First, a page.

A Long Way Gone

In what way is he guided by the constancy of the earth and sky?

The boys’ discovery of the Atlantic Ocean and their encounter with a cheerful fisherman who heals and feeds them is followed by the tragedy of Saidu’s death after a bird falls ominously from the sky. Discuss Ishmael’s relationship with the natural world.

Asked by
Last updated by Aslan
Answers 1
Add Yours

The natural world is constant throughout this book. In fact, it is the only thing that is constant in Ishmael's life. He takes solace in nature's elements because they are predictable. Even with the constant threat of war encroaching, "The sun peacefully sailed through the white clouds, birds sang from the treetops, the trees danced to the quiet wind." As the novel progresses repeated images of nature, often gentle and soothing, sustain Ishmael through his ordeal. The moon, in particular, provides him with hope, "My grandmother told me why we should strive to be like the moon....." So, Ishmael would stare at it and imagine shapes within it like a "woman cradling a baby at her breast." At the same time the elements were an ominous warning of things to come. Dark skies and war's infringement on nature serve (animals startled by gunfire) as examples of this. The dead bird too is certainly ominous in nature. It is a warning not heeded by his friend Saidu.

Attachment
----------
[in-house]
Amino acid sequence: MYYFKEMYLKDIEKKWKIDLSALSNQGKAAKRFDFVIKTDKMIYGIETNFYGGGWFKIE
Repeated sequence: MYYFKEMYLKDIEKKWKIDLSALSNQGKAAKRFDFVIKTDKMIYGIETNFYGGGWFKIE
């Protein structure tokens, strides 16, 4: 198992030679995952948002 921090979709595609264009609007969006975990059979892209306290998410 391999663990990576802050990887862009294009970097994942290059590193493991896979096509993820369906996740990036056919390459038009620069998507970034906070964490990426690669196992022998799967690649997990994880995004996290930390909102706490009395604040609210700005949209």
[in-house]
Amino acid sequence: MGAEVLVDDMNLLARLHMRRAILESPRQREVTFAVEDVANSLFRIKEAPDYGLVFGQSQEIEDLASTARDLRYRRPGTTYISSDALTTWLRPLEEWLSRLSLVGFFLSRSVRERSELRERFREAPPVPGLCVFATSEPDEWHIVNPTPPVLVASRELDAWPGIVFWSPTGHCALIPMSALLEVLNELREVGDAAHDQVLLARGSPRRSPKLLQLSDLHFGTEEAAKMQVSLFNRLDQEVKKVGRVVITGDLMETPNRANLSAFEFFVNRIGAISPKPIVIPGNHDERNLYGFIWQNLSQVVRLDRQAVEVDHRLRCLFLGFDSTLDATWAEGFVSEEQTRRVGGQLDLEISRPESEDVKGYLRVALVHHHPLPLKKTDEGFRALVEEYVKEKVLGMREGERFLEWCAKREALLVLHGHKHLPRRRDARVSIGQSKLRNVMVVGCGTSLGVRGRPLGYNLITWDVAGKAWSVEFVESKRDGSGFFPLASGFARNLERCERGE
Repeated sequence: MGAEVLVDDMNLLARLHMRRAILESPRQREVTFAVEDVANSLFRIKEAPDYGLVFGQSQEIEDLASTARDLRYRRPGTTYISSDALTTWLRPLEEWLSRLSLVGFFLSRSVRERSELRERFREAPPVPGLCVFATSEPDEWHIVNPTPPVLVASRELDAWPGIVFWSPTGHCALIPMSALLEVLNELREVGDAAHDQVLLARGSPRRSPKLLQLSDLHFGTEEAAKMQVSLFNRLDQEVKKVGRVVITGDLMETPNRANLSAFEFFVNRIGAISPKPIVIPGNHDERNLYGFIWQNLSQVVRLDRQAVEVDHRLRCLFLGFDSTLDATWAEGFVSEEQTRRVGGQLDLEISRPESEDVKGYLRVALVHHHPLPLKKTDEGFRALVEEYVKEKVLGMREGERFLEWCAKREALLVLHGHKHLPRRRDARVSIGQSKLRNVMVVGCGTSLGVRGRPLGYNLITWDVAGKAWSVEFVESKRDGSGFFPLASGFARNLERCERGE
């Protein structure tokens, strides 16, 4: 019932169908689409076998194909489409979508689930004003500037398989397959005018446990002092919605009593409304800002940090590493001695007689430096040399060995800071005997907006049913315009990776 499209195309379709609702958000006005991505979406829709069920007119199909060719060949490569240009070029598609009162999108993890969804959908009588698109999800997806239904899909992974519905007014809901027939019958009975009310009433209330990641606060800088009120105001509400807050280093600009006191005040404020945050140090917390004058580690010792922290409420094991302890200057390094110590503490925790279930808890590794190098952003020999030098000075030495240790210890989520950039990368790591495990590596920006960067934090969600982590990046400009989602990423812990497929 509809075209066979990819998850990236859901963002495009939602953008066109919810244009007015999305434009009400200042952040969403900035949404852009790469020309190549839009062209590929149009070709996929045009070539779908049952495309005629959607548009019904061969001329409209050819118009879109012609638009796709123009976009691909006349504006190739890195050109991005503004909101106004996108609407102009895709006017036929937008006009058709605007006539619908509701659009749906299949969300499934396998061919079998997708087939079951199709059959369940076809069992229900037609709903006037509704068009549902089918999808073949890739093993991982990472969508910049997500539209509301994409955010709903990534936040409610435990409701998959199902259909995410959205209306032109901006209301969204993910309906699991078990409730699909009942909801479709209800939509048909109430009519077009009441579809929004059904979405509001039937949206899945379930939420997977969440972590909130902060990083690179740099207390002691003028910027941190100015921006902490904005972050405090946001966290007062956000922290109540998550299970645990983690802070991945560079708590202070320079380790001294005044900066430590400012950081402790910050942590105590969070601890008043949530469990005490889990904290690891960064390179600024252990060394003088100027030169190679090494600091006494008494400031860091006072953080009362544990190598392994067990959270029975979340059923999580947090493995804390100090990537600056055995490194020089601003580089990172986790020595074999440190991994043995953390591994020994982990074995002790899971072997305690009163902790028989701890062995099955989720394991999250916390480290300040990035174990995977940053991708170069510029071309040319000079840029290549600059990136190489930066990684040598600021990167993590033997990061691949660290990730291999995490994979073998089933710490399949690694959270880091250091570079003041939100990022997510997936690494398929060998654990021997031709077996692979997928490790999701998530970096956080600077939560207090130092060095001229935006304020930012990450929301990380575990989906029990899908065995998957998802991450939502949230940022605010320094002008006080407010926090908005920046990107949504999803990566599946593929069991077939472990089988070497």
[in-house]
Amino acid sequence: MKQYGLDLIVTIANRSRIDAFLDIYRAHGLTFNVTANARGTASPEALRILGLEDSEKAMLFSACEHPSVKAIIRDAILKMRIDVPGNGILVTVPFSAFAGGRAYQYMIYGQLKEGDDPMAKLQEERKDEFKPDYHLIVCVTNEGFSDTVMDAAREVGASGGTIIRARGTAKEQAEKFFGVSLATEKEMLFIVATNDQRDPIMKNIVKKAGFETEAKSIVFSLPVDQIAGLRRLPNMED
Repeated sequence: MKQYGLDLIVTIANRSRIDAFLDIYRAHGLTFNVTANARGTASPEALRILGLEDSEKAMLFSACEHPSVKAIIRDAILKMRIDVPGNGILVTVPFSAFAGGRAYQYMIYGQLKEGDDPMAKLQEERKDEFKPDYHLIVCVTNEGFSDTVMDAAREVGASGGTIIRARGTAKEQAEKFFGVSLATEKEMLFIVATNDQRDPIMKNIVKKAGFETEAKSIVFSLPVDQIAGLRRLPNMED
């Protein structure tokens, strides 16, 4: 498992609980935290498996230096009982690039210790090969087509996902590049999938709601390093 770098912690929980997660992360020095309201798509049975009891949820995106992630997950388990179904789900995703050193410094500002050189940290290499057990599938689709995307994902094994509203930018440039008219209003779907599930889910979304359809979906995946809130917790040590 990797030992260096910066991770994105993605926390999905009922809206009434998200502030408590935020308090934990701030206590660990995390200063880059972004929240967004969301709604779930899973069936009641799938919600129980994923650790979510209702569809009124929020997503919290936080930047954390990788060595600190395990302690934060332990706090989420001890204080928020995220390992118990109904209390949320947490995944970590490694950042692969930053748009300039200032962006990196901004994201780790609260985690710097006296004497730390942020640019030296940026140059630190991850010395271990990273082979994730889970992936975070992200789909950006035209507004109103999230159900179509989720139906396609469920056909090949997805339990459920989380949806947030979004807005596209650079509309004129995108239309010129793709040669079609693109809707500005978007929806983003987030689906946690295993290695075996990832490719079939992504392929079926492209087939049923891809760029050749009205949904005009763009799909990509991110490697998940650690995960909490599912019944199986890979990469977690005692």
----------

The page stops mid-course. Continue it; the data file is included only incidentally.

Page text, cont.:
A long Way Gone Ch1